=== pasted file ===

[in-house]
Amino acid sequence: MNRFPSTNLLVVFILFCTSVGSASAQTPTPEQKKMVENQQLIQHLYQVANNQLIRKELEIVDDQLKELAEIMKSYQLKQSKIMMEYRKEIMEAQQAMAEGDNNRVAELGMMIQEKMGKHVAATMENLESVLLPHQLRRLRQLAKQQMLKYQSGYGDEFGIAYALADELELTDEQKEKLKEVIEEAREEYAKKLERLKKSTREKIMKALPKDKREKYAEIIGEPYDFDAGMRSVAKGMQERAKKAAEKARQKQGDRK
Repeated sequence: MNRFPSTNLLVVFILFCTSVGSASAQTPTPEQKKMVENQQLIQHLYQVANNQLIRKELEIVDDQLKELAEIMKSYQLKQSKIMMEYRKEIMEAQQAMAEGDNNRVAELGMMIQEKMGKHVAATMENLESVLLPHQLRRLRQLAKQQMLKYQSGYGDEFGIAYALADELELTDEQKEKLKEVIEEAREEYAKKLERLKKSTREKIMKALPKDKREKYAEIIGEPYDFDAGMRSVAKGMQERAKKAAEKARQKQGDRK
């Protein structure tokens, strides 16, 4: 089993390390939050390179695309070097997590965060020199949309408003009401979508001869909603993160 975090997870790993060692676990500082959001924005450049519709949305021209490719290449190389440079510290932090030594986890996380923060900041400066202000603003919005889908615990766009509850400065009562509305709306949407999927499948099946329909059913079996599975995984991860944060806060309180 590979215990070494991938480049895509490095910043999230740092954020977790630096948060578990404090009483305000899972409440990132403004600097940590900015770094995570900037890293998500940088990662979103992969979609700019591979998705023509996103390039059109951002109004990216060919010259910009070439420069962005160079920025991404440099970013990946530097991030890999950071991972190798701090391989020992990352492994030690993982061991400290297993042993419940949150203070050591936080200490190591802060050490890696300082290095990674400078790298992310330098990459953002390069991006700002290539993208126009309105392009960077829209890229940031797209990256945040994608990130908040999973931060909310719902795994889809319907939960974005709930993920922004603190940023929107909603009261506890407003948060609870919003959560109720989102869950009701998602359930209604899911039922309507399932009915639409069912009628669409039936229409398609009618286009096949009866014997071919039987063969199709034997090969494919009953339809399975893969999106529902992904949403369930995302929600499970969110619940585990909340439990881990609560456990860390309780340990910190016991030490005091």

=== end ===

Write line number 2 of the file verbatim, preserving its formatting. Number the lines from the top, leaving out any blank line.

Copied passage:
Amino acid sequence: MNRFPSTNLLVVFILFCTSVGSASAQTPTPEQKKMVENQQLIQHLYQVANNQLIRKELEIVDDQLKELAEIMKSYQLKQSKIMMEYRKEIMEAQQAMAEGDNNRVAELGMMIQEKMGKHVAATMENLESVLLPHQLRRLRQLAKQQMLKYQSGYGDEFGIAYALADELELTDEQKEKLKEVIEEAREEYAKKLERLKKSTREKIMKALPKDKREKYAEIIGEPYDFDAGMRSVAKGMQERAKKAAEKARQKQGDRK